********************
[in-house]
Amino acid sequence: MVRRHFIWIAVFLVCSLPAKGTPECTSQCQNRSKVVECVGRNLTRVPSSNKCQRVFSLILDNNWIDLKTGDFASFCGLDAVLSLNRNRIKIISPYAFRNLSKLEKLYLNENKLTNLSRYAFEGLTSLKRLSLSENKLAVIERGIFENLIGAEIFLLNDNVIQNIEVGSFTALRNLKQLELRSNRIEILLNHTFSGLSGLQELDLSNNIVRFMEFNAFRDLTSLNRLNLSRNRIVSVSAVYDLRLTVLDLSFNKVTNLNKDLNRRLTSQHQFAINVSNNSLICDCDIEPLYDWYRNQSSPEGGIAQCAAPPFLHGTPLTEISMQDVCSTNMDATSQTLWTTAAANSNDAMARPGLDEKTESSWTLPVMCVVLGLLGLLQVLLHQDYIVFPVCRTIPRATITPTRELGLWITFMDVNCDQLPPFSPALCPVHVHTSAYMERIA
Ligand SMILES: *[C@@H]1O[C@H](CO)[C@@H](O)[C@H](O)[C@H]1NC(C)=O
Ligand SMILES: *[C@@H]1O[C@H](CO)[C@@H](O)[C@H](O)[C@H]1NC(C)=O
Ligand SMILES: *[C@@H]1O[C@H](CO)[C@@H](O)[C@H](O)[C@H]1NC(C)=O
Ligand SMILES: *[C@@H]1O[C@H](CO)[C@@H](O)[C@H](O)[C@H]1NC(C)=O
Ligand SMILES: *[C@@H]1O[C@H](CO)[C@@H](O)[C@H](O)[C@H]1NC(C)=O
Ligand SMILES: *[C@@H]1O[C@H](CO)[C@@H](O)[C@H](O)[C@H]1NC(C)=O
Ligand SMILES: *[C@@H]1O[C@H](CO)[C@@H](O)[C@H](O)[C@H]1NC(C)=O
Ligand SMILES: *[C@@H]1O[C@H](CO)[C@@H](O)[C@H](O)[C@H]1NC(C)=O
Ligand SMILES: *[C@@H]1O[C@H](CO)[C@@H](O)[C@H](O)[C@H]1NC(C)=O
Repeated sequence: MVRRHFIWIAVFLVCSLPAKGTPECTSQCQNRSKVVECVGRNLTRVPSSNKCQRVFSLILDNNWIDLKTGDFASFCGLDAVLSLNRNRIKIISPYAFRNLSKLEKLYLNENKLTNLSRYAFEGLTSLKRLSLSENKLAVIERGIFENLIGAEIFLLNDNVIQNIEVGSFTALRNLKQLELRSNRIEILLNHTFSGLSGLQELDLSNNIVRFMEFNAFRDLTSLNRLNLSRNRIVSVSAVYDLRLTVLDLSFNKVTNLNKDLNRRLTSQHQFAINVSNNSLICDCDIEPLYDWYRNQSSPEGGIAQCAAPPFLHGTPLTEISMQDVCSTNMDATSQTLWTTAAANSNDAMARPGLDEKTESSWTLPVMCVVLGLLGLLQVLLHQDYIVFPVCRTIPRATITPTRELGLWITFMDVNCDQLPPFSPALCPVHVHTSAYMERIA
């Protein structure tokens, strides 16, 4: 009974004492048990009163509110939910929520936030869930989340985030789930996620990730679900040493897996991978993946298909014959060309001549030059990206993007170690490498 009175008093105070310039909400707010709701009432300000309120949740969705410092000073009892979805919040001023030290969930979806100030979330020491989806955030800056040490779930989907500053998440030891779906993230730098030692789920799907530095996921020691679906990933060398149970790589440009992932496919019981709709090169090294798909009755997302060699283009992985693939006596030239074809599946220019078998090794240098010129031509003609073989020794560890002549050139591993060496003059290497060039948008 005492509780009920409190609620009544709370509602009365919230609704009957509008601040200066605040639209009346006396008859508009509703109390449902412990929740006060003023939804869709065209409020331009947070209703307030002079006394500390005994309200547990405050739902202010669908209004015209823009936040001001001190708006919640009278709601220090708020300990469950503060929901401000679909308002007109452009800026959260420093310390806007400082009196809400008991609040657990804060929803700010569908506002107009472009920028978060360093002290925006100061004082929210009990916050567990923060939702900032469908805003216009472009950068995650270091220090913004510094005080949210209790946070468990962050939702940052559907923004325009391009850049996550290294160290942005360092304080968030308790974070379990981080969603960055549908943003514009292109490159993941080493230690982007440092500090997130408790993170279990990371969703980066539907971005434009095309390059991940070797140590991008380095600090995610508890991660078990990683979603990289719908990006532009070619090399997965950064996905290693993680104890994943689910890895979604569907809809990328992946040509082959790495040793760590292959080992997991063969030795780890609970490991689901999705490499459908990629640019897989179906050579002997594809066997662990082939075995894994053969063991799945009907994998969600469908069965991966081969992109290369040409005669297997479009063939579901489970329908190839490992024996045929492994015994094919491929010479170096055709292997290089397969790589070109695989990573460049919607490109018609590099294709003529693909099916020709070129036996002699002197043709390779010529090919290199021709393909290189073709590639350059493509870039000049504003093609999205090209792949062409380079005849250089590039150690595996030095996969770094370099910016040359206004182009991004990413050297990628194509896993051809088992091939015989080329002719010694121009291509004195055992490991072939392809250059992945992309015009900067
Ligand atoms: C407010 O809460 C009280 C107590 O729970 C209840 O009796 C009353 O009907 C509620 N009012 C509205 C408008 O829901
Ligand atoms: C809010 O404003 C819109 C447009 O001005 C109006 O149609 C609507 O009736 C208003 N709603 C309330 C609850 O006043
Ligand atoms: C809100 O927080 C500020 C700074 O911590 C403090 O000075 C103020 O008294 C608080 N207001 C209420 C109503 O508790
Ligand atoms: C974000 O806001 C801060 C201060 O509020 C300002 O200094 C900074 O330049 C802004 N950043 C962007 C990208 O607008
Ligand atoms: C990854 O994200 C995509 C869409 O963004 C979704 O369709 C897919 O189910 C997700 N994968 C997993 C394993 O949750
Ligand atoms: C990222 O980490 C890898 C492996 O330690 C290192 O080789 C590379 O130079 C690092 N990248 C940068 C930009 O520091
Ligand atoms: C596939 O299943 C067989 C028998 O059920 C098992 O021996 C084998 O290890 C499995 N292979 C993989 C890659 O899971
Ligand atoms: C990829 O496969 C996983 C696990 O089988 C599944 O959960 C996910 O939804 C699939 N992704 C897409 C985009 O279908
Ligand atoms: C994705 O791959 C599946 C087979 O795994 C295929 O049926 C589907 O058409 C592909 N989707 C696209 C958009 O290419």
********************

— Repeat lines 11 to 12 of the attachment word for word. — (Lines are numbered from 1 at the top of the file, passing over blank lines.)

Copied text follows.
Ligand SMILES: *[C@@H]1O[C@H](CO)[C@@H](O)[C@H](O)[C@H]1NC(C)=O
Repeated sequence: MVRRHFIWIAVFLVCSLPAKGTPECTSQCQNRSKVVECVGRNLTRVPSSNKCQRVFSLILDNNWIDLKTGDFASFCGLDAVLSLNRNRIKIISPYAFRNLSKLEKLYLNENKLTNLSRYAFEGLTSLKRLSLSENKLAVIERGIFENLIGAEIFLLNDNVIQNIEVGSFTALRNLKQLELRSNRIEILLNHTFSGLSGLQELDLSNNIVRFMEFNAFRDLTSLNRLNLSRNRIVSVSAVYDLRLTVLDLSFNKVTNLNKDLNRRLTSQHQFAINVSNNSLICDCDIEPLYDWYRNQSSPEGGIAQCAAPPFLHGTPLTEISMQDVCSTNMDATSQTLWTTAAANSNDAMARPGLDEKTESSWTLPVMCVVLGLLGLLQVLLHQDYIVFPVCRTIPRATITPTRELGLWITFMDVNCDQLPPFSPALCPVHVHTSAYMERIA